Active communities provide valuable insight into your customers' challenges and motives, which in turn helps your company to create even better products and services. Providing an always-on network of peer-to-peer support can also lower customer service costs by taking some of the burden away from call centers and other support personnel.
All of these benefits are frequently discussed and regularly touted as the reasons why customer communities are a top priority for marketing and customer support executives. Yet, there's one sizable and seldom talked about benefit that could go toe-to-toe with product innovation and cost savings; customer communities offer the ability to increase sales close rates.
Now, you might be wondering: how does a community built for customers help convert prospects who aren't yet customers? Well, businesses that are succeeding with this approach open up sections of their secure online customer communities to leads or qualified prospects on a limited basis.
While prospects don't have access to the full community, such as the customer or employee areas, they can benefit from content, tools, and social discussions geared toward their stage of the buyer's journey. For instance, after a lead downloads a marketing content offer, like an ebook, on your website, they would receive an invitation to join your community to get additional resources and connect with others in their industry who are using your products and services.
So, how exactly does your customer community platform help convert your leads to customers? Here are four examples that outline how a private social network of customers, partners, and employees can be used in the sales process:
No one likes to feel like they're taking a gamble when making a purchase. Demonstrating to your prospects that you have an established community around your product(s) serves to vouch for their success on the market.
Inviting your prospects to join certain aspects of your customer community can add assurance about your company and ease the feeling that they might be taking a risk by making an investment in your solution or service.
In addition to the credibility that comes with social proof, allowing prospects to view parts of your online customer community also gives them tangible evidence of the potential network available to them if and when they make the transition from prospect to customer. Proactively giving customers visibility into your company's online community assures them they aren't alone when they have questions or problems.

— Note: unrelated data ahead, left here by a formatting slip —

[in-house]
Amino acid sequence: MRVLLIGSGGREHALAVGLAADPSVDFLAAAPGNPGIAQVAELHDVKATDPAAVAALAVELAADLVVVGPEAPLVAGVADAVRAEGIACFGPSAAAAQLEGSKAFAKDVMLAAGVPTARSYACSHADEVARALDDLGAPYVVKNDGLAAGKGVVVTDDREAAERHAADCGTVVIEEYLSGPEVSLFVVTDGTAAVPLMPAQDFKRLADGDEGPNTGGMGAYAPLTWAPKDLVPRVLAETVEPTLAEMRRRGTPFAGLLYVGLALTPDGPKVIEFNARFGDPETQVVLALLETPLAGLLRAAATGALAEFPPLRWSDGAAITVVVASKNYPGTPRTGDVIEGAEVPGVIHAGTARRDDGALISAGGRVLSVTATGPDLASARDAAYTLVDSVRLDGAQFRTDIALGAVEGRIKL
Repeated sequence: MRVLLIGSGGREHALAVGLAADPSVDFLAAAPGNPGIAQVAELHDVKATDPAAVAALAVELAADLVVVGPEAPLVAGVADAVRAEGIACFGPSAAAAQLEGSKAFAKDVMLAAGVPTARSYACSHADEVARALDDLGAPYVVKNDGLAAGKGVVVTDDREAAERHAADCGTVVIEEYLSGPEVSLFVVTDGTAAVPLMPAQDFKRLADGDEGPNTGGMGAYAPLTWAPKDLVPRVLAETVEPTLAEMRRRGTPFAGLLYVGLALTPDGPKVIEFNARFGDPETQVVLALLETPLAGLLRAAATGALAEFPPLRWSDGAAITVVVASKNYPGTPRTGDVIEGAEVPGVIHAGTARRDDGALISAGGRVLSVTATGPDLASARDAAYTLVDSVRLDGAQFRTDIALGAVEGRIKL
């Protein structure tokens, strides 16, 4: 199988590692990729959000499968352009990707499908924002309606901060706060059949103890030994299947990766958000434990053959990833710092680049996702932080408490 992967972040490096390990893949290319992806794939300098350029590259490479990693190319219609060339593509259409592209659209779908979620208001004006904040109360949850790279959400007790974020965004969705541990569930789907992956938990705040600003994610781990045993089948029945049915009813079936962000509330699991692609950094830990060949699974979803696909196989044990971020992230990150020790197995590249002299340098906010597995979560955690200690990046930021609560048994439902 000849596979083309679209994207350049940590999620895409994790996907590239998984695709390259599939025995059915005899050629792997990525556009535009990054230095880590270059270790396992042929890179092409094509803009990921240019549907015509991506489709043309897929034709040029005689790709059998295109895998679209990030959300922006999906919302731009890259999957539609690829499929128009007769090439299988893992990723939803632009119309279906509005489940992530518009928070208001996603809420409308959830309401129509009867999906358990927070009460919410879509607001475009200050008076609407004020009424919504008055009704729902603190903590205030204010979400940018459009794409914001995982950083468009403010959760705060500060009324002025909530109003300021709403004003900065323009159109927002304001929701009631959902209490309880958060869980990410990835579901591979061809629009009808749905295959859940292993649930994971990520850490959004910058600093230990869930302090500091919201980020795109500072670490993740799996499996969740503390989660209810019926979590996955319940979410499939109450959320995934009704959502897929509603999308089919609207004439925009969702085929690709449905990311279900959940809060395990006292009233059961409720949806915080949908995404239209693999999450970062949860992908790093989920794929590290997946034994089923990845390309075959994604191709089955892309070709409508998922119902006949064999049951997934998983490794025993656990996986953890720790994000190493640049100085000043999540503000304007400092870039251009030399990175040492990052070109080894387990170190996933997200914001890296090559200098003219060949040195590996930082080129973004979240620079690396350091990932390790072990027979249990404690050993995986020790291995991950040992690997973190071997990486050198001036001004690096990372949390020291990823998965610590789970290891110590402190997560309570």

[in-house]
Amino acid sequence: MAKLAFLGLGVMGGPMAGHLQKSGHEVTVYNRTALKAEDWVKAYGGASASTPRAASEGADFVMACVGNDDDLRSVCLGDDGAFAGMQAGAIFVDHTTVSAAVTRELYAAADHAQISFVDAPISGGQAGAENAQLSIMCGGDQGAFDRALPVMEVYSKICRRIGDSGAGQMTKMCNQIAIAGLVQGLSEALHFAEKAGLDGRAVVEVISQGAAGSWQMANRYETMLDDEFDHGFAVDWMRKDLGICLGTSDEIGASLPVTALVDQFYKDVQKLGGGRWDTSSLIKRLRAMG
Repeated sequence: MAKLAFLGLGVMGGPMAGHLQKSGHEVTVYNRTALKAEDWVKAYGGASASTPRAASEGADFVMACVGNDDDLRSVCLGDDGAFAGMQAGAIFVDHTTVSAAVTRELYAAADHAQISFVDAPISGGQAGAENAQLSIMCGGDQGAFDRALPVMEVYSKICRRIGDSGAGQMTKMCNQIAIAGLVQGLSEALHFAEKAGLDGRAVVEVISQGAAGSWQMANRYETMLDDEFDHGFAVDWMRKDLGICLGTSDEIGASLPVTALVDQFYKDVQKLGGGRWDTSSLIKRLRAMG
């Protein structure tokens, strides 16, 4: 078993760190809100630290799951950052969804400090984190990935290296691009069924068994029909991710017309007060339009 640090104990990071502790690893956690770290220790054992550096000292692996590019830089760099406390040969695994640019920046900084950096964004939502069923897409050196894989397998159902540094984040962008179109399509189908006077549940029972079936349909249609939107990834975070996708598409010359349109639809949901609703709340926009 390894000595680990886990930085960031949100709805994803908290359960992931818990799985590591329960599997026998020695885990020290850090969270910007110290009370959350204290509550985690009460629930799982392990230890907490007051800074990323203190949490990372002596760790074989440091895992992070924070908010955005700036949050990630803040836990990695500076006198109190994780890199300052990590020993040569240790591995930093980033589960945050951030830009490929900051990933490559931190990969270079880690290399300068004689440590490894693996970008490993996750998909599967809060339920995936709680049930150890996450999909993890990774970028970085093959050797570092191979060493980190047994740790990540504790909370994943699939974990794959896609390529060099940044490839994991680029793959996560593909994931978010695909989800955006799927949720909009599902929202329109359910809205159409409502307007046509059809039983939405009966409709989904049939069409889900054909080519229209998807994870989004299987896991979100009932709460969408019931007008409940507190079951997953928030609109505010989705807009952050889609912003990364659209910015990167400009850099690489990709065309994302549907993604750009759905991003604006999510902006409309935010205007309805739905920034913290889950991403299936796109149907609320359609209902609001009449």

You might consider providing access to a specific prospect-oriented blog, an "Ask a Current Customer" discussion board, or relevant documents and videos in the resource libraries. The more information and opportunities for engagement you can provide upfront, the more supported your prospect will feel in making their purchase decision.
In the age of online shopping where nearly every product comes with an accompanying star rating and collection of customer reviews, people are doing more and more research before becoming purchasers. Your happy customers are some of your best resources for closing more sales because prospects want to hear from people who were once in their position. Prospective customers know satisfied customers don't have a stake in the sale, so they're more likely to trust their opinion and the information that they offer up.
TIP: So, how do you go about connecting your prospects with happy customers? Find customer advocates who agree to be part of an online extension of your customer reference program and grant them access to your prospect sub-community. Train them to answer questions on the discussion boards or reach out to prospects that have specific concerns. However, keep in mind that your busy customer advocates might not be keeping a close eye on your sales prospect community, so you might need to monitor that area of your customer community closely and nudge your advocate corp toward an engagement opportunity when it arises.
During the evaluation and selection phases of the buying process, potential buyers don't like to feel like they're dealing with a company that has something to hide. When you grant them access to parts of your online customer community, you build trust by giving prospective customers insight into how your organization works.
Obviously the level of transparency a company chooses to display to prospective customers in their online customer communities will vary based on your community structure and content plan, but here are a couple of ways to show transparency:
Don't just take our word for it though - a 2012 study from the University of Michigan took a closer look at the sales difference for a company who made the choice to build their own online community, rather than rely on existing public social networks, like Facebook and LinkedIn. What they found is a phenomenon they're referring to as "social dollars," which amounted to a 19% average increase in customer expenditures after joining the online community. What would this type of revenue increase mean for your company?
By welcoming your prospects into your private online customer community, you can help take some of the stress and risk out of the purchasing process. The support network, transparency, and ability to make human connections can all serve to establish trust and confidence, which in turn makes your prospect more likely to invest in your product or service.